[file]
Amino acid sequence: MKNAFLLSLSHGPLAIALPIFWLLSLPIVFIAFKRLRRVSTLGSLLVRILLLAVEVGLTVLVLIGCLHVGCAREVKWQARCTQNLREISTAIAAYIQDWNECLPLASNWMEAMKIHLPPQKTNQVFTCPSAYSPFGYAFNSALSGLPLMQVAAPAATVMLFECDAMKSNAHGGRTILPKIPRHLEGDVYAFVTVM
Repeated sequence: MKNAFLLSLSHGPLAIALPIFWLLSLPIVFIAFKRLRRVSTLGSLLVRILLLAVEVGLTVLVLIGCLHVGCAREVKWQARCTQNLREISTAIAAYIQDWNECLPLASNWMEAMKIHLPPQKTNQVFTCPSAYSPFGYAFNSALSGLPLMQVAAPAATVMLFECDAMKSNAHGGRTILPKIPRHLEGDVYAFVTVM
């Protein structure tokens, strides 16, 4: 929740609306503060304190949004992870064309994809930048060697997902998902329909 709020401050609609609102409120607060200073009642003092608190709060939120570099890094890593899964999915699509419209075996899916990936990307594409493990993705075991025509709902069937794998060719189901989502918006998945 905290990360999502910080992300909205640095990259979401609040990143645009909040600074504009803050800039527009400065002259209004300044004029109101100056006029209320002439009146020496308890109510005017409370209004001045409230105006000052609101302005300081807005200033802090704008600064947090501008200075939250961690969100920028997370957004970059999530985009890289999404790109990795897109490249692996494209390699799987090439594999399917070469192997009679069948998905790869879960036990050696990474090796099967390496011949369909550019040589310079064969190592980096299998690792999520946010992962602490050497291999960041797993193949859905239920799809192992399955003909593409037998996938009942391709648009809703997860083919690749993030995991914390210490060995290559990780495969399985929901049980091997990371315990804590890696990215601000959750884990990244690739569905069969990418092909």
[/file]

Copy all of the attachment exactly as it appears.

Amino acid sequence: MKNAFLLSLSHGPLAIALPIFWLLSLPIVFIAFKRLRRVSTLGSLLVRILLLAVEVGLTVLVLIGCLHVGCAREVKWQARCTQNLREISTAIAAYIQDWNECLPLASNWMEAMKIHLPPQKTNQVFTCPSAYSPFGYAFNSALSGLPLMQVAAPAATVMLFECDAMKSNAHGGRTILPKIPRHLEGDVYAFVTVM
Repeated sequence: MKNAFLLSLSHGPLAIALPIFWLLSLPIVFIAFKRLRRVSTLGSLLVRILLLAVEVGLTVLVLIGCLHVGCAREVKWQARCTQNLREISTAIAAYIQDWNECLPLASNWMEAMKIHLPPQKTNQVFTCPSAYSPFGYAFNSALSGLPLMQVAAPAATVMLFECDAMKSNAHGGRTILPKIPRHLEGDVYAFVTVM
């Protein structure tokens, strides 16, 4: 929740609306503060304190949004992870064309994809930048060697997902998902329909 709020401050609609609102409120607060200073009642003092608190709060939120570099890094890593899964999915699509419209075996899916990936990307594409493990993705075991025509709902069937794998060719189901989502918006998945 905290990360999502910080992300909205640095990259979401609040990143645009909040600074504009803050800039527009400065002259209004300044004029109101100056006029209320002439009146020496308890109510005017409370209004001045409230105006000052609101302005300081807005200033802090704008600064947090501008200075939250961690969100920028997370957004970059999530985009890289999404790109990795897109490249692996494209390699799987090439594999399917070469192997009679069948998905790869879960036990050696990474090796099967390496011949369909550019040589310079064969190592980096299998690792999520946010992962602490050497291999960041797993193949859905239920799809192992399955003909593409037998996938009942391709648009809703997860083919690749993030995991914390210490060995290559990780495969399985929901049980091997990371315990804590890696990215601000959750884990990244690739569905069969990418092909």